Trying to capture the majesty of any of the National Parks in words is akin to capturing the enormity of the ocean in a teaspoon of sand. If ever you are in doubt that there exists majesty and wonder in the world, go get reacquainted with Gaia. We’ve conveniently labeled 58 of them as National Parks here in our own nation, not to mention the almost 7,000 state parks. These are places worth preserving, worth experiencing. Though I was awestruck and deeply moved by my travels through these amazing locales, I was predominately left with a burning desire to return and give each place a full exploration. One day in a national park is mostly only enough to be left with a general feeling of what the place is like, but there’s no way to experience more than even a tiny fraction of what that unique geography has to offer in such a short time. That having been said, it’s still incredibly worthwhile even if you only have a day or two.

Though Joshua Tree doesn’t have running water to the vast majority of campsites, they do have water at each of the three entrances to the park. Also, unlike most other national parks, Joshua Tree has a fuckton of camping. Almost 500 sites means you don’t really need a reservation, making it a perfect place for an impromptu camping trips. It’s pretty easy to get away from people there, though, and everything is so vibrant and unique looking that it should make an excellent place for entheogenic spirit journeys as well. I long to come take peyote here.

We spent all day hiking, except the several hours we spent riding around. During the peak heat of the day, we made sure to be on the bike. At least it was cooler with the breeze. The park is very large, and takes over an hour to ride from one entrance to another. Most of the roads are actually unpaved, and had we been riding on a functioning rear shock, we would have gone to explore those too. As it was, we had a very full day just sticking to the paved roads and hikes under 5 miles. Like I said, it would be amazing to come back and spend some real quality time here, camping for a week or more, and hiking through the back country.

Near the Oasis Visitor’s Center is, you guessed it, an oasis. Huge palm trees feed from a nearby spring, and for a very small radius, the whole place is lush with vegetation, almost tropical except for the dry heat. We enjoyed a short hike through yet another amazing unique ecosystem. It is part of the beauty of deserts that they have many relatively small ecosystems, usually with each centered on a particular source of water. The more and more exotic life I find in this world, the more I become convinced of the inevitability of the discovery of life on other worlds.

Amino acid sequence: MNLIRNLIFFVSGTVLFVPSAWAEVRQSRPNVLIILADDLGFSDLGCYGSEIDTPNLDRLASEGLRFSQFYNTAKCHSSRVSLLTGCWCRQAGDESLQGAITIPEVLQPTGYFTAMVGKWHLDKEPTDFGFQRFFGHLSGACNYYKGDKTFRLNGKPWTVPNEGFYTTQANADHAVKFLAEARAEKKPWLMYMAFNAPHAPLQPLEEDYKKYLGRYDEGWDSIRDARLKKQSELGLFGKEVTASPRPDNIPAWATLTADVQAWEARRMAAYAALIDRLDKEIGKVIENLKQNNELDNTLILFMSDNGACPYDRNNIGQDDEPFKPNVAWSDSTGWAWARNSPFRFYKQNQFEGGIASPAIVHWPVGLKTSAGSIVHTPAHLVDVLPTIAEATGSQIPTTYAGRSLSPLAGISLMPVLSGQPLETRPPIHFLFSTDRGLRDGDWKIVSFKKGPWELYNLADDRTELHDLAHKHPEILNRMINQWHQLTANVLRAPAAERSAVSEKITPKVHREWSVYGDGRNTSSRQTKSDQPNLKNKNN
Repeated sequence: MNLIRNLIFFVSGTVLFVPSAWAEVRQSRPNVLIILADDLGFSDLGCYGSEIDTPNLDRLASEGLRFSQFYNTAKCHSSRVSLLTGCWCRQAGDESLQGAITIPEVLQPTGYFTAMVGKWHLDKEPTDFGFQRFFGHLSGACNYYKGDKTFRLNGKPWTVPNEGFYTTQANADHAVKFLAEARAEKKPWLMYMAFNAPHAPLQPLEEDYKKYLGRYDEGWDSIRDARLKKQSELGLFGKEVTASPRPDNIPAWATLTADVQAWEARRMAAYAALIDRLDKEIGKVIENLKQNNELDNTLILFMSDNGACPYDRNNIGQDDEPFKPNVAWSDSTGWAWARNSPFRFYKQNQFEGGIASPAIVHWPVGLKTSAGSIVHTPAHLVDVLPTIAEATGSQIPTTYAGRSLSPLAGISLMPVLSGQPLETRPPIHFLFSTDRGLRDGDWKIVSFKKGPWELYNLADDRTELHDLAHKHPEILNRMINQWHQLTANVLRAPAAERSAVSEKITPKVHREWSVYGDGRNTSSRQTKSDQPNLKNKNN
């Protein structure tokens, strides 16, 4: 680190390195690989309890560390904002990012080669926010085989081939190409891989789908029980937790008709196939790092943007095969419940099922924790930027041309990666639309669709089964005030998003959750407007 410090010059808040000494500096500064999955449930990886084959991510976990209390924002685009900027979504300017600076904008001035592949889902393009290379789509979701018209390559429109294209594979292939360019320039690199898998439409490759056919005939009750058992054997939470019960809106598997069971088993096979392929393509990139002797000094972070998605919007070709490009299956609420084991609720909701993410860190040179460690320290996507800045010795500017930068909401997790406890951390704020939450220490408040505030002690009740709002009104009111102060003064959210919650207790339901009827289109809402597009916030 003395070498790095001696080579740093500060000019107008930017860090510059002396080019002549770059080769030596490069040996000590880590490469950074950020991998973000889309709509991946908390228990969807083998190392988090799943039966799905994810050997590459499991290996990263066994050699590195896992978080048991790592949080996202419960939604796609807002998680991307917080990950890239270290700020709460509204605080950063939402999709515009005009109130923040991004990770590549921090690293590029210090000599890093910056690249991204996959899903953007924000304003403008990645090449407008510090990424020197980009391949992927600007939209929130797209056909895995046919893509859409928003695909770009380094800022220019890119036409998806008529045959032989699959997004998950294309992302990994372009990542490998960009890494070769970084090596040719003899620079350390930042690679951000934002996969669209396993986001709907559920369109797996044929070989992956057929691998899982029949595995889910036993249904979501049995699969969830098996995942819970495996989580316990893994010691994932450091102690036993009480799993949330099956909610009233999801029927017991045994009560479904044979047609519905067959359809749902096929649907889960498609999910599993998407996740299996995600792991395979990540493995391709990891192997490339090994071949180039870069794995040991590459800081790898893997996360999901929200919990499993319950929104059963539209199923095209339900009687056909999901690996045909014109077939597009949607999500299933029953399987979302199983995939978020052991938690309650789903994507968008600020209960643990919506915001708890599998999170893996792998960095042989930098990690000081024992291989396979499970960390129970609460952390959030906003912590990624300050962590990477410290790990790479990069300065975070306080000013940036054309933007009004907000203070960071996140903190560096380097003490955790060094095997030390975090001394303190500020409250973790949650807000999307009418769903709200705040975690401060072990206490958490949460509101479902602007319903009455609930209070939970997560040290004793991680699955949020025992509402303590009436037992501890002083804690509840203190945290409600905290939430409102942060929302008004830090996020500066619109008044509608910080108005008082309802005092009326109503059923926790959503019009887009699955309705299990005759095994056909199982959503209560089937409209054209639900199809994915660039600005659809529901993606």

The temperature stayed above 95 until the sun had gone all the way down, at which point it quickly dropped to a comfortable temperature. I remember eating two dinners that night, so hungry were we from the days exertions. The next day, we would ride the short distance to our friend Amy’s apartment in LA. I had been very young the last I was in LA, and we mostly went to Disney Land, and played video games, so I didn’t have a very clear idea of what it would be like. Either way, I was very excited to get to see Amy. It had been three weeks since I’d seen a familiar face other than Gianna, and I was starting to get a bit homesick. It had officially become the longest trip I’d ever embarked on, and it was only half over.

We spent a couple hours before bed just lying back on the picnic table looking at stars, smoking weed. I will never grow tired of the desert sky. So far from cities and their light pollution, the desert sky is actually dark, but for the millions of stars thus made visible. How tiny are we hairless apes in the starscape of existence? And even here in dark desolation we are denied the light of countless luminous bodies too far and too dim, outshone by even the sleeping sun. No wonder that the ancients looked to the heavens and saw divinity. There is no peace like the realization of one’s own utter insignificance in the vastness of the universe. I slept well that night.